The craft training requirements of the hotel and restaurant sectors of the hotel and catering industry

Finch, Clive F. (1987) The craft training requirements of the hotel and restaurant sectors of the hotel and catering industry. Masters thesis, Middlesex Polytechnic.

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Abstract

The subject of this thesis is an evaluation of college-based and industry-based craft training courses designed for those wishing to become professional chefs and waiters. The main issues addressed are the effectiveness of college-based craft training courses in meeting the future requirements of the hotel and catering industry, the needs of the employer and the future career horizons of craft students once they leave college.
Having identified the main issues for research, the ways of
evaluating college-based craft courses are considered. The thesis is presented in seven parts. Each section or chapter is concerned with a particular facet of the environment in which craft courses operate and their purpose. Research methods included surveys, field research, desk research, interviews and participative observation. At the outset, the reasons are outlined why the thesis is of importance to the writer as a craft lecturer and the likely benefits that may accrue to those who design and teach craft courses are discussed. This is followed by a description of how the data were gathered. An overview of recent research into craft training and education then follows as a basis for further development and application.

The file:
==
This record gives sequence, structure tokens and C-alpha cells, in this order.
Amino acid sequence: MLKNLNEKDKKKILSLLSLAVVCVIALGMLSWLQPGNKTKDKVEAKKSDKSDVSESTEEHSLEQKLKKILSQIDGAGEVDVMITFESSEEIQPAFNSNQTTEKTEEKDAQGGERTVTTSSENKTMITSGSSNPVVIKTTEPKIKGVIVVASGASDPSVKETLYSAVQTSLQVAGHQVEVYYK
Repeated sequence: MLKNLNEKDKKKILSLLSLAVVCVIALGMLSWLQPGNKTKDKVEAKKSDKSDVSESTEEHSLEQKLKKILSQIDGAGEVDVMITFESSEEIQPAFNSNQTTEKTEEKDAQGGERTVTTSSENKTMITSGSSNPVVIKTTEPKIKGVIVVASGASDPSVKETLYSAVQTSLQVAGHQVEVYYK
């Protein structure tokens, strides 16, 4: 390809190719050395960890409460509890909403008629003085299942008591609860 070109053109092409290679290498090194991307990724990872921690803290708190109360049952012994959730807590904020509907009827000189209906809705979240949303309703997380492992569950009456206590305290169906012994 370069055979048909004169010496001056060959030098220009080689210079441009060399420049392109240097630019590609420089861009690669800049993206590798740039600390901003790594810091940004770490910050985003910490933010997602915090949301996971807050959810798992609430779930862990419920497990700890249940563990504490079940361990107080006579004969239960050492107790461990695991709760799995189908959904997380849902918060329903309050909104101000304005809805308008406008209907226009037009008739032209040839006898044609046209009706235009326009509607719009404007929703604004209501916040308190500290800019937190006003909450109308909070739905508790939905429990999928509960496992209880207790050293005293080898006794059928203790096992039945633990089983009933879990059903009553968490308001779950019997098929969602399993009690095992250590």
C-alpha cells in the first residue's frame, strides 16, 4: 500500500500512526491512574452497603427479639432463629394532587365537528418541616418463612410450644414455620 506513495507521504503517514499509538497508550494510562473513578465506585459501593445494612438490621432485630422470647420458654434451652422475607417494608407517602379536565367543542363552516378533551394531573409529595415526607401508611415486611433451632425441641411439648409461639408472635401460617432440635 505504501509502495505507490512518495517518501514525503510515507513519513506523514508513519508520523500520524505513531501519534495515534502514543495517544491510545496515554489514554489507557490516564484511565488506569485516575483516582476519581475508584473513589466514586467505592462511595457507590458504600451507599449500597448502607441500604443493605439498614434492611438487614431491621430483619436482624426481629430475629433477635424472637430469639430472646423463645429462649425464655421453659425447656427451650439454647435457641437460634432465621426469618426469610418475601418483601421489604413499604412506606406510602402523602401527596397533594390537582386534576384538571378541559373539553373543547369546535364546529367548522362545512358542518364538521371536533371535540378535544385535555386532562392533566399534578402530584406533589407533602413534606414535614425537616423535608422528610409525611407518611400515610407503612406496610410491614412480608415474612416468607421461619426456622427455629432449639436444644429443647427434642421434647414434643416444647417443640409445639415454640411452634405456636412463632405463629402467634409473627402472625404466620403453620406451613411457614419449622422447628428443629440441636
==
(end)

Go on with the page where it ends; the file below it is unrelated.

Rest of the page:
An audit is made of the commercial, economic and manpower predictions for the industry; and this is followed by a discussion on technological developments, eating fashions and eating trends that will inevitably have an effect upon craft training. A profile of craftspeople in the industry is presented and predictions made of numbers required within the different industrial sectors. An analysis is made of the tasks and skills needed, and areas of knowledge considered by craftspeople as essential in the performance of their work. This leads into a consideration of the college environment, craft courses, their design, structure and content. Teaching approaches are discussed, together with the personal development of those who teach craft subjects. The findings are then brought into the context of the different views held by those involved in catering training and education; this sets the scene for the drawing together of the key findings and conclusions.

Item Type: Thesis (Masters)
Additional Information: This thesis is submitted for the CNAA Degree of Master of Philosophy.
Research Areas: A. > School of Health and Education > Education
B. > Theses
Item ID: 10834
Depositing User: Adam Miller
Date Deposited: 22 Jul 2013 08:36
Last Modified: 13 Oct 2016 14:27
URI: http://eprints.mdx.ac.uk/id/eprint/10834

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